On the surface, the FTSE 100 appears stable. The index started the year at 7,542p, and is currently sitting slightly down at 7,433p, as of 17 February’s close. But these numbers do not tell the full story of what a volatile period it has been for the blue-chip index, which in January alone soared to 7,674p before plunging 5.1% back down to 7,286p.
This follows a somewhat sluggish 2019 for the index, in which the FTSE 100 rose from a two-year low at the end of 2018 to gain 12.1% overall, compared to the 30% gains reported by the S&P 500.
Beyond the FTSE 100’s performance, the past two months have indeed been tumultuous, following a seemingly never-ending stream of social and political stirs – some bad, others not so much. How have these events played into the FTSE’s dramatic journey and, more importantly, how might they affect the index’s outlook?
Rise of the FTSE 100 in 2019, compared with 30% by S&P 500
The good and the bad
As UK Prime Minister Boris Johnson outlined his hard-line stance on the upcoming trade negotiations with the EU, a weakening pound worked in the FTSE 100’s favour as many of its overseas constituents banked their profits in dollars. Furthermore, China cutting import tariffs on US goods — a sign that the trade war between the two countries was easing — was also beneficial to sentiment.
According to a Kalkine Media report, 36 of the FTSE 100 constituents traded positively in January. Buoyed by the hopes of a UK economic upturn post-Brexit, BAE Systems’ [BA] share price rose by 11% while housebuilders Persimmon [PSN] and Taylor Wimpey [TW] rose 12.5% and 10.5% respectively.
It’s not all been good news, though. So far in February, BT’s [BT-A] share price has dipped 4.4%, partly in response to the loss of productivity resulting from Storm Ciara’s rampage. Carnival Plc [CCL], meanwhile, has lost roughly 3.7% in value since 12 December 2019. The company, which operates in the travel industry, has been impacted by general fears around travelling in the wake of the coronavirus epidemic.
Indeed, the coronavirus has had a wide-ranging impact on the markets. Rumours of a flu strain similar to the SARS outbreak in 2003 began to circulate after Christmas, with a first death announced on 11 January. After hitting a 6 month high on 17 January, the FTSE 100 began to slide, slipping 2% before a brief rally on the 24 January. As the crisis deepened the following week, the index slid a further 4% to a low of 7,286p.
Amount the FTSE slid due to coronavirus outbreak
The FTSE 100 has ebbed and flowed on the coronavirus newsflow, trading down on fears that the virus is proving harder to control and then rising on hopes of a potential vaccine.
Before these events, many commentators predicted a positive year for the FTSE 100, with AJ Bell stating that an 8,000p level could be achievable.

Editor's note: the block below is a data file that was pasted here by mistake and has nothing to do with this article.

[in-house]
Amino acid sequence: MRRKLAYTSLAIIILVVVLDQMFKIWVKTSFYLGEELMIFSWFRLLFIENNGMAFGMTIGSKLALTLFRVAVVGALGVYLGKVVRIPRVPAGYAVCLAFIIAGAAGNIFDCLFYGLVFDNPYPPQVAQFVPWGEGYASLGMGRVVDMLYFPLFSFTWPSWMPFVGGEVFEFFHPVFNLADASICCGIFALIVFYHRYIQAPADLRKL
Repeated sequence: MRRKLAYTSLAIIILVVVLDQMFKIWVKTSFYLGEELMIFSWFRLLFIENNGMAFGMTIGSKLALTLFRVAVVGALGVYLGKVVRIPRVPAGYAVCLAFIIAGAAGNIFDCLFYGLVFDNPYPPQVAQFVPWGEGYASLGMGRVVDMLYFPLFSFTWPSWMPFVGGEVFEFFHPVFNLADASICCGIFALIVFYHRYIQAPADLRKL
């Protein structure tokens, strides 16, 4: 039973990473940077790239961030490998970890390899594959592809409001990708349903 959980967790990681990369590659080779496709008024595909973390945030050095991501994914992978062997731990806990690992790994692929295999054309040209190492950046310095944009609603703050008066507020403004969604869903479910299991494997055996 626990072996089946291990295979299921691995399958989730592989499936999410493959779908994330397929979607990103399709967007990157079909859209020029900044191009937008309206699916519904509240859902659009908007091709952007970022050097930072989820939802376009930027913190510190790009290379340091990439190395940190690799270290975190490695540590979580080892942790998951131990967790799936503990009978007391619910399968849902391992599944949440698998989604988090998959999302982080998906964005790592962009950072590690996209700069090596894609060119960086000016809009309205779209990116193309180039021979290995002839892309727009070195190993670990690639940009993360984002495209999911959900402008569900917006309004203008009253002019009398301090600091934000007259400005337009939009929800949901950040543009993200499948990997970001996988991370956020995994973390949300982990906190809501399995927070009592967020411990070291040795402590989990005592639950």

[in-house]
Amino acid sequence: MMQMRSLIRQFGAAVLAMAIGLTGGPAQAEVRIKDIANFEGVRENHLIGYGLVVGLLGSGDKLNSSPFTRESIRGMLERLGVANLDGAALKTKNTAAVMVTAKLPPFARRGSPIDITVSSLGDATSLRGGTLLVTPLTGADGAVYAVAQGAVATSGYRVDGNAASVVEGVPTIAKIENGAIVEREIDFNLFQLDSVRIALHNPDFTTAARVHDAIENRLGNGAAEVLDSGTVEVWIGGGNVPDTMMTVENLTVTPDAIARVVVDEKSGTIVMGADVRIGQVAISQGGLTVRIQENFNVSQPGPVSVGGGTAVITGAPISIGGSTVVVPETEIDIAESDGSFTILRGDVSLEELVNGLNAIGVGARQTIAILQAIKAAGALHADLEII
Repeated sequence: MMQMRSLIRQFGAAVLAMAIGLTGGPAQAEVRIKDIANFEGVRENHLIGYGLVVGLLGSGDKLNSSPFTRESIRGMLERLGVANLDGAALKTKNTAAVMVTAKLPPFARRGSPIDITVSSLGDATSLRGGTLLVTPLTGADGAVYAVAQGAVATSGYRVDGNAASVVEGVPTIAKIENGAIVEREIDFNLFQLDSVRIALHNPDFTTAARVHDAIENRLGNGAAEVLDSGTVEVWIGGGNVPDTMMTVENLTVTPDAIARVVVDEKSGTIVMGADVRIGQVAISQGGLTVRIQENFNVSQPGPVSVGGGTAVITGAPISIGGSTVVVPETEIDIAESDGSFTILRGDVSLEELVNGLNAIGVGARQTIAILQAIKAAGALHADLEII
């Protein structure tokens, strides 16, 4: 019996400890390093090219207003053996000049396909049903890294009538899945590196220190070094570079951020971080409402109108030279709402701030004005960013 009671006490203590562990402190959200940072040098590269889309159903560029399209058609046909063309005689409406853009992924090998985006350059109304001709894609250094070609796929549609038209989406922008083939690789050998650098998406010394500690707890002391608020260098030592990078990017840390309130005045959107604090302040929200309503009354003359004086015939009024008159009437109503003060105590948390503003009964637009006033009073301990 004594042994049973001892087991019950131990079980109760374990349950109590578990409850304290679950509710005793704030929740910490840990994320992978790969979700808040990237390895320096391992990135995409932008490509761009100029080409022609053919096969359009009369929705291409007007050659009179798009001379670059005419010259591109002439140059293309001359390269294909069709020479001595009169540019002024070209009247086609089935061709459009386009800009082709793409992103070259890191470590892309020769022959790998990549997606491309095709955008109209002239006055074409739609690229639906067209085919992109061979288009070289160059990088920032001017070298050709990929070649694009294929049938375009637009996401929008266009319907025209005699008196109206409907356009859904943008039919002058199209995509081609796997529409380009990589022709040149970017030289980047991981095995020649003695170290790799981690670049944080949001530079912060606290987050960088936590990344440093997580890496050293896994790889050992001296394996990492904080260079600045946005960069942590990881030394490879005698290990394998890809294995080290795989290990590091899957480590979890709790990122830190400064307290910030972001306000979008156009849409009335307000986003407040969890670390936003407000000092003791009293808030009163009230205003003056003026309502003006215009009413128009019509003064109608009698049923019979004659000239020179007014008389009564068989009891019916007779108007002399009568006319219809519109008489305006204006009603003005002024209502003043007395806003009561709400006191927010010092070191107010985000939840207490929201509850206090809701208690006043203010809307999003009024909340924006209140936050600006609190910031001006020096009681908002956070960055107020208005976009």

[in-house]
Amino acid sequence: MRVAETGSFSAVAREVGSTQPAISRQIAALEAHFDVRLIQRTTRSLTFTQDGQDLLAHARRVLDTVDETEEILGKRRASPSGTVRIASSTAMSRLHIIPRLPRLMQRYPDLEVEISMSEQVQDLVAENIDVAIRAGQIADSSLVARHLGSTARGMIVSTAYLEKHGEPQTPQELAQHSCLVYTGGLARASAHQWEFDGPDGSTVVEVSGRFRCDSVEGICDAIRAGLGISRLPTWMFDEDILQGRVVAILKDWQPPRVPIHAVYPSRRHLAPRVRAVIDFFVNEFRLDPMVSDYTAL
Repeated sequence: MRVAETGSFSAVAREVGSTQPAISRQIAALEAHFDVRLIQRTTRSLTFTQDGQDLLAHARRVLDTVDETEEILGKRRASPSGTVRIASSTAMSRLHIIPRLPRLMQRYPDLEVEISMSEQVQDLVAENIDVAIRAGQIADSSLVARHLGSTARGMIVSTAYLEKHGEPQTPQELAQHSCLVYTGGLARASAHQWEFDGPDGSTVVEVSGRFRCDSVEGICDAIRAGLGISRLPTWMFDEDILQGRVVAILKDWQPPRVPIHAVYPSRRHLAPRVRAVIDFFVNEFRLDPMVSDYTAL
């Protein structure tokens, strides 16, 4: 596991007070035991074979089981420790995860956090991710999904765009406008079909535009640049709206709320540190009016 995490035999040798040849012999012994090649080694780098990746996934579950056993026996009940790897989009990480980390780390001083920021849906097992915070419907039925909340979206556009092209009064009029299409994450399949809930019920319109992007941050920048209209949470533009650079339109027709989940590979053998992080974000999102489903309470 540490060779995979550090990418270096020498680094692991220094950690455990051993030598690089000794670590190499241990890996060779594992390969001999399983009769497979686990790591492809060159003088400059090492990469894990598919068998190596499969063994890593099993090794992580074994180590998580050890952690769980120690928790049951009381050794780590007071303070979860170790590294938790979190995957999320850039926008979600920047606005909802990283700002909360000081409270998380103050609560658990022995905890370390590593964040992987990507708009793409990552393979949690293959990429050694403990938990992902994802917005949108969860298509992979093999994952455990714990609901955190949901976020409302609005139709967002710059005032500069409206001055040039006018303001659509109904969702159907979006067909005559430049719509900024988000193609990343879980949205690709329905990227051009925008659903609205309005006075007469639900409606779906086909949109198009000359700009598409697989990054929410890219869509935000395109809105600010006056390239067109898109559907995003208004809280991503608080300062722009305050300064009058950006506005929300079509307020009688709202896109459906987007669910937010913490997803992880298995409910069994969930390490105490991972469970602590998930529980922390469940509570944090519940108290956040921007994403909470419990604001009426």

Russ Mould, an investment director at the advice firm, says there is currently too much confusion to make concrete predictions. “Until there are signs the virus has been contained equities look set to be dogged by uncertainty,” he said.
Jonathan Smith, writing in the Motley Fool, said the best action was not to panic but to focus on near term opportunities and long-term FTSE 100 growth.
“Should we see a UK interest rate cut then it’s likely there will be a move higher on the part of the FTSE 100,” he said. “When looking at sensitive events such as the coronavirus, it’s impossible to predict how it’s going to pan out. I’m focused on where the market will be in five or 10 years from now.”
“When looking at sensitive events such as the coronavirus, it’s impossible to predict how it’s going to pan out. I’m focused on where the market will be in five or 10 years from now” - Jonathan Smith
Neil Wilson, chief market analyst at Markets.com, however, finds it remarkable that the FTSE 100 is still not far off its record high of 7,877.45. “It does not seem entirely rational for US and European equities to be hitting record highs in the middle of potentially one of the most damaging economic events ever since the crisis,” he said.
Safety in numbers
For those investors concerned about the near-term, some security could be found in defensive stocks in the FTSE 100. Goldminer Polymetal [POLY] has benefitted from increasing precious metal prices in recent years, and the share price is currently up 7.2% year-to-date. As geopolitical uncertainty continues, it could benefit from investors stowing away their money in assets such as gold.
However, stocks with consumer exposure to China such as Diageo [DGE] and Burberry [BRBY], have already warned that the virus is hitting demand for its products. In the year-to-date, both firms are down 2.2% and 11.5%, respectively. Travel stocks too, such as the aforementioned Carnival and IAG [IAG] could see further impact in the near-term.
The FTSE 100 rang in the New Year with much optimism. Some investors may still be hopeful – but as the coronavirus epidemic grows, all bets are off both for it, and the global economy at large.